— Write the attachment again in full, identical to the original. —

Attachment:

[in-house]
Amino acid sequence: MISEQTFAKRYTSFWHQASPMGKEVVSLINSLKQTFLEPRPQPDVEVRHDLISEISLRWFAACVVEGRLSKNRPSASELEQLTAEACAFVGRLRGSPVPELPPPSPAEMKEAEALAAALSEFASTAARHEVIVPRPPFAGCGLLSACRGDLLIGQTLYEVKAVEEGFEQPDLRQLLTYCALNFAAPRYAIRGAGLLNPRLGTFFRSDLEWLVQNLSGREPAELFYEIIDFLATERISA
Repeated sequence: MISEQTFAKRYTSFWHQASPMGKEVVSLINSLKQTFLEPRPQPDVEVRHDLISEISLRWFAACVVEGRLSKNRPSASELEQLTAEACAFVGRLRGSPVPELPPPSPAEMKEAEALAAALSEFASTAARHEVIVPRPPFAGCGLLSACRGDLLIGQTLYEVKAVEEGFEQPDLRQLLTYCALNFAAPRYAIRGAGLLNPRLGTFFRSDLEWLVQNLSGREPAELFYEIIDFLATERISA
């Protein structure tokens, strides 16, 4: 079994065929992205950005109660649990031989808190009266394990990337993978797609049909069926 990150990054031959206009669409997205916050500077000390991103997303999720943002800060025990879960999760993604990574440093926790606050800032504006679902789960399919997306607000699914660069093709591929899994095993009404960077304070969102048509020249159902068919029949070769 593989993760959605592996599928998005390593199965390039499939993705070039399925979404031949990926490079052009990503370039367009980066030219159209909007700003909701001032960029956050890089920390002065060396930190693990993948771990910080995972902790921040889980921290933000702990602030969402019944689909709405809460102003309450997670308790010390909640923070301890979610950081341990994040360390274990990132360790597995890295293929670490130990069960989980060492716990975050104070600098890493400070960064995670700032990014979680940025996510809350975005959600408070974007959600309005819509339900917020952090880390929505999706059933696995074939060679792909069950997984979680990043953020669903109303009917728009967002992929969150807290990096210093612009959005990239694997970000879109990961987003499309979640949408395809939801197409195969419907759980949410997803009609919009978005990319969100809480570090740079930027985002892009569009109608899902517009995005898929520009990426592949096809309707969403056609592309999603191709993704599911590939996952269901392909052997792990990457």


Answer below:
[in-house]
Amino acid sequence: MISEQTFAKRYTSFWHQASPMGKEVVSLINSLKQTFLEPRPQPDVEVRHDLISEISLRWFAACVVEGRLSKNRPSASELEQLTAEACAFVGRLRGSPVPELPPPSPAEMKEAEALAAALSEFASTAARHEVIVPRPPFAGCGLLSACRGDLLIGQTLYEVKAVEEGFEQPDLRQLLTYCALNFAAPRYAIRGAGLLNPRLGTFFRSDLEWLVQNLSGREPAELFYEIIDFLATERISA
Repeated sequence: MISEQTFAKRYTSFWHQASPMGKEVVSLINSLKQTFLEPRPQPDVEVRHDLISEISLRWFAACVVEGRLSKNRPSASELEQLTAEACAFVGRLRGSPVPELPPPSPAEMKEAEALAAALSEFASTAARHEVIVPRPPFAGCGLLSACRGDLLIGQTLYEVKAVEEGFEQPDLRQLLTYCALNFAAPRYAIRGAGLLNPRLGTFFRSDLEWLVQNLSGREPAELFYEIIDFLATERISA
């Protein structure tokens, strides 16, 4: 079994065929992205950005109660649990031989808190009266394990990337993978797609049909069926 990150990054031959206009669409997205916050500077000390991103997303999720943002800060025990879960999760993604990574440093926790606050800032504006679902789960399919997306607000699914660069093709591929899994095993009404960077304070969102048509020249159902068919029949070769 593989993760959605592996599928998005390593199965390039499939993705070039399925979404031949990926490079052009990503370039367009980066030219159209909007700003909701001032960029956050890089920390002065060396930190693990993948771990910080995972902790921040889980921290933000702990602030969402019944689909709405809460102003309450997670308790010390909640923070301890979610950081341990994040360390274990990132360790597995890295293929670490130990069960989980060492716990975050104070600098890493400070960064995670700032990014979680940025996510809350975005959600408070974007959600309005819509339900917020952090880390929505999706059933696995074939060679792909069950997984979680990043953020669903109303009917728009967002992929969150807290990096210093612009959005990239694997970000879109990961987003499309979640949408395809939801197409195969419907759980949410997803009609919009978005990319969100809480570090740079930027985002892009569009109608899902517009995005898929520009990426592949096809309707969403056609592309999603191709993704599911590939996952269901392909052997792990990457």